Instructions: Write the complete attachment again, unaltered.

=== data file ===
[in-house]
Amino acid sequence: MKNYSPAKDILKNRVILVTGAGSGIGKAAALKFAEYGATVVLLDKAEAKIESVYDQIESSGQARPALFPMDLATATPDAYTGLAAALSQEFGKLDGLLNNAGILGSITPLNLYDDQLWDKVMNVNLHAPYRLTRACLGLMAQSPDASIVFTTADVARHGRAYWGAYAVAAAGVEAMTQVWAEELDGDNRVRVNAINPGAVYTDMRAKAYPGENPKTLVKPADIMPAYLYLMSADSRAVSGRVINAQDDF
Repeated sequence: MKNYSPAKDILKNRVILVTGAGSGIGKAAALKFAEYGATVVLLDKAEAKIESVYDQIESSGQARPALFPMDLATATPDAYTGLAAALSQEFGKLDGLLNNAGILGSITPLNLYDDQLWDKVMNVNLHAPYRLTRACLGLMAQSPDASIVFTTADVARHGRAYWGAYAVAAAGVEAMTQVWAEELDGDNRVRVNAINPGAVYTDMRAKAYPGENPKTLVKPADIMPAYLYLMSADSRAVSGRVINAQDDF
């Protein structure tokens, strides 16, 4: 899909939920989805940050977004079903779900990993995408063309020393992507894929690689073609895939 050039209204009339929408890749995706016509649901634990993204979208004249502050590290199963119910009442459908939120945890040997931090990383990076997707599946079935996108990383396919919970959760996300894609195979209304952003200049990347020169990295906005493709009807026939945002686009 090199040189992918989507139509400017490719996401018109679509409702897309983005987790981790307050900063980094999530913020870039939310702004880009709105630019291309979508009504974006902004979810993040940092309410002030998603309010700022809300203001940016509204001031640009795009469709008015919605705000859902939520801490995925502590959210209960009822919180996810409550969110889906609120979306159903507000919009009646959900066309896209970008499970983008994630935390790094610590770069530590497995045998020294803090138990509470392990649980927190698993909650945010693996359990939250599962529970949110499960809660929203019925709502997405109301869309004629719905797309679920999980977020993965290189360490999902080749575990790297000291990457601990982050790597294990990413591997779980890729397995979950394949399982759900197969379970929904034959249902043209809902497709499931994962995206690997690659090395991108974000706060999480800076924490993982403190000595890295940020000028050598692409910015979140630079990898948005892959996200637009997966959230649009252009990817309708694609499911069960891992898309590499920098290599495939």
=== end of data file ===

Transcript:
[in-house]
Amino acid sequence: MKNYSPAKDILKNRVILVTGAGSGIGKAAALKFAEYGATVVLLDKAEAKIESVYDQIESSGQARPALFPMDLATATPDAYTGLAAALSQEFGKLDGLLNNAGILGSITPLNLYDDQLWDKVMNVNLHAPYRLTRACLGLMAQSPDASIVFTTADVARHGRAYWGAYAVAAAGVEAMTQVWAEELDGDNRVRVNAINPGAVYTDMRAKAYPGENPKTLVKPADIMPAYLYLMSADSRAVSGRVINAQDDF
Repeated sequence: MKNYSPAKDILKNRVILVTGAGSGIGKAAALKFAEYGATVVLLDKAEAKIESVYDQIESSGQARPALFPMDLATATPDAYTGLAAALSQEFGKLDGLLNNAGILGSITPLNLYDDQLWDKVMNVNLHAPYRLTRACLGLMAQSPDASIVFTTADVARHGRAYWGAYAVAAAGVEAMTQVWAEELDGDNRVRVNAINPGAVYTDMRAKAYPGENPKTLVKPADIMPAYLYLMSADSRAVSGRVINAQDDF
């Protein structure tokens, strides 16, 4: 899909939920989805940050977004079903779900990993995408063309020393992507894929690689073609895939 050039209204009339929408890749995706016509649901634990993204979208004249502050590290199963119910009442459908939120945890040997931090990383990076997707599946079935996108990383396919919970959760996300894609195979209304952003200049990347020169990295906005493709009807026939945002686009 090199040189992918989507139509400017490719996401018109679509409702897309983005987790981790307050900063980094999530913020870039939310702004880009709105630019291309979508009504974006902004979810993040940092309410002030998603309010700022809300203001940016509204001031640009795009469709008015919605705000859902939520801490995925502590959210209960009822919180996810409550969110889906609120979306159903507000919009009646959900066309896209970008499970983008994630935390790094610590770069530590497995045998020294803090138990509470392990649980927190698993909650945010693996359990939250599962529970949110499960809660929203019925709502997405109301869309004629719905797309679920999980977020993965290189360490999902080749575990790297000291990457601990982050790597294990990413591997779980890729397995979950394949399982759900197969379970929904034959249902043209809902497709499931994962995206690997690659090395991108974000706060999480800076924490993982403190000595890295940020000028050598692409910015979140630079990898948005892959996200637009997966959230649009252009990817309708694609499911069960891992898309590499920098290599495939």